Week 4-10 February 2019
Welcome to the third edition of our Last Week In Batteries digest!
This weekly digest of developments in the battery space is intended as a demonstration of what one can do with Avogadro One. Avogadro One allows capturing relevant news easily and quickly, saving you valuable time. If you want to know when you can use Avogadro One for your own research, please sign up to our mailing list here. We would also be happy to hear any feedback.
This is a very basic review of last week's events relevant to the battery and fuel cell industries. We do not pretend to be experts in this space but as investors we find such an overview helpful. The digest is intentionally very brief and dry and is intended as a demonstration rather as an end product. We'd love to hear what tools/software/platforms you use to stay abreast of the events in your industries of interest: please answer our anonymous questionnaire.
Coating materials for better Mg battery electrodes
A team of scientists from several US and Singapore universities has studied an array of magnesium materials as candidates for protecting electrodes in magnesium batteries. Their research has identified "Mg-halides and Mg(BH4)2 as promising anode coating materials based on their significant reductive stability." For cathodes they note MgF2, Mg(PO3)2 and MgP4O11.
Impact areas: Mg battery performance and durability
Stable electrode for fuel cells
Researchers from DGIST have developed a new electrode for solid oxide fuel cells (SOFCs). It includes a 'double perovskite structure' and embedded nickel catalyst, and exploits the effect of exsolution. The researchers report that the new electrode improves "the stability and performance of fuel cell at the same time."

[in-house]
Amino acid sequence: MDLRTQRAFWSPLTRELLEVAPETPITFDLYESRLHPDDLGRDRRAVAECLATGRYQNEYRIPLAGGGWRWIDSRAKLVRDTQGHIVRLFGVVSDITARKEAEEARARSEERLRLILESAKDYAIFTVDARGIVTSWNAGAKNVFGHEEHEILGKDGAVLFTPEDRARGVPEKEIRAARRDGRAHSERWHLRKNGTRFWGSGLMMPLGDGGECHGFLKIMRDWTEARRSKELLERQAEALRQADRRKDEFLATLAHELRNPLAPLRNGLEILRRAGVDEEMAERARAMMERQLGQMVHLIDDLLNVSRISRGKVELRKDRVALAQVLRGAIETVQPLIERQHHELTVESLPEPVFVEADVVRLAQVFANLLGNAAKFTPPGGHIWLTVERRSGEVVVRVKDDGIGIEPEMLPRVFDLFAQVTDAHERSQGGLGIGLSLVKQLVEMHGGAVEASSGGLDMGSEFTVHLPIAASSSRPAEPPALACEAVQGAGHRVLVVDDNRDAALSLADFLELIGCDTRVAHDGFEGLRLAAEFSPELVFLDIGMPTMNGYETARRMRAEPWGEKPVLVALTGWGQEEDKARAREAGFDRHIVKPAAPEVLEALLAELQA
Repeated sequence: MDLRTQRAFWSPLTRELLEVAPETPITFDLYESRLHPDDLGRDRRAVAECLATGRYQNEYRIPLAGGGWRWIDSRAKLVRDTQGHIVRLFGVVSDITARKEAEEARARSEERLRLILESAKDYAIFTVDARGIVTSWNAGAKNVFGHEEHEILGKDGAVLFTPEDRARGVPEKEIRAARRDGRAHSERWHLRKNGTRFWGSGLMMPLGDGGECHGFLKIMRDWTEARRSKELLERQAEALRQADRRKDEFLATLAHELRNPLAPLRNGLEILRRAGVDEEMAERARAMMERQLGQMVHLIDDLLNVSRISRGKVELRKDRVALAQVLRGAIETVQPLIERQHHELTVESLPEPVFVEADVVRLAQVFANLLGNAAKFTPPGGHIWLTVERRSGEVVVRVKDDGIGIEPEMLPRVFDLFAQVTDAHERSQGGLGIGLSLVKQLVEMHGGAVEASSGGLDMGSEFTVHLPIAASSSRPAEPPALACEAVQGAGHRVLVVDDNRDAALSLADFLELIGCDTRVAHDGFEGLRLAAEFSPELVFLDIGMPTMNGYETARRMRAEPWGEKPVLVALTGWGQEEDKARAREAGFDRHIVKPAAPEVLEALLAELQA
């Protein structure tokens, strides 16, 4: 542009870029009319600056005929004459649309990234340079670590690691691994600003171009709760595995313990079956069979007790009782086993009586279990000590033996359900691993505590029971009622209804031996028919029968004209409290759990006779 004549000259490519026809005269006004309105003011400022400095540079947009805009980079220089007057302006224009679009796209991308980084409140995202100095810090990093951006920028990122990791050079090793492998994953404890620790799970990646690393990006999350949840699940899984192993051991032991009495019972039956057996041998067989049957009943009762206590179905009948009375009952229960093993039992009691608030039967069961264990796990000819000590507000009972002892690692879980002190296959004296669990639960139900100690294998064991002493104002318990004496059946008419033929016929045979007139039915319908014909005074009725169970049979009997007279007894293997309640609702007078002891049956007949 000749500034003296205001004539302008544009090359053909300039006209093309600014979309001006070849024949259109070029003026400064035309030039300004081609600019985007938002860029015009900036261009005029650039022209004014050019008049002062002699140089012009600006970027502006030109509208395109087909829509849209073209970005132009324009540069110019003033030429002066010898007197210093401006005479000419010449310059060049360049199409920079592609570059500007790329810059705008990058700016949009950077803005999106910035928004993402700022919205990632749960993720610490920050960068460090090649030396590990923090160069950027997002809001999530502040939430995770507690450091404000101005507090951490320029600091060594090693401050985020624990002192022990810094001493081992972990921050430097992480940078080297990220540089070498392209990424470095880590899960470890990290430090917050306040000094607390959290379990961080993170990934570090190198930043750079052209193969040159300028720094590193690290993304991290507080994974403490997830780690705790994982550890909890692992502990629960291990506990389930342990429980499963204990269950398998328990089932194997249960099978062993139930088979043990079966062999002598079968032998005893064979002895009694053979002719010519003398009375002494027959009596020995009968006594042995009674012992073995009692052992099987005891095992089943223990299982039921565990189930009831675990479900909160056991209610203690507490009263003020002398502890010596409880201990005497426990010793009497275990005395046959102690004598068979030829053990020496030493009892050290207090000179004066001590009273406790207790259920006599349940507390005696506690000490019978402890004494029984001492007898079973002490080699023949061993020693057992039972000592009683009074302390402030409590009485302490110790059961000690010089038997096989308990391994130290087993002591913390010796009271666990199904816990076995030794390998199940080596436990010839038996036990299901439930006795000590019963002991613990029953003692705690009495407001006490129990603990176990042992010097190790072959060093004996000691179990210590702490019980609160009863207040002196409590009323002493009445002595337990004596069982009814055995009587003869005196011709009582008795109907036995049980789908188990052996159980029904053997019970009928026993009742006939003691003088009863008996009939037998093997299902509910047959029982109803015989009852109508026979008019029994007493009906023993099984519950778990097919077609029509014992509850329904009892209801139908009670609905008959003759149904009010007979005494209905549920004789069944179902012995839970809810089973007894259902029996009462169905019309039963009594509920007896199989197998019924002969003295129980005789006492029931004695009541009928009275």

Impact areas: Fuel cell durability and performance
Charging algorithm for lithium-ion batteries
A research team from the University of Pavia have designed a model to manage series-connected lithium-ion cells "for balancing-aware optimal charging." Their simulations "have shown the ability of the presented algorithm to rapidly achieve state of charge balancing while guaranteeing safety and battery health-related constraints"
Impact areas: Li-ion battery safety and durability
Degradation of lithium-rich batteries explained
Researchers from Stanford University and the Department of Energy's SLAC National Accelerator Laboratory and Lawrence Berkeley National Laboratory have published a paper in which they explain why lithium-rich batteries degrade over time. Understanding this process should help scientists come up with new solutions to this problem, which, in turn, could double the capacity of lithium batteries.
Impact areas: Lithium battery capacity
Fast and precise battery simulation model
Engineers from Oxford University have developed a new lead-acid battery simulation model that offers a compromise between the computationally expensive but more precise electrochemical model and the faster but less informative equivalent-circuit model. More accurate and less expensive simulations can help speed up battery research and design, as well as improve battery management methods.
Impact areas: Battery research and management
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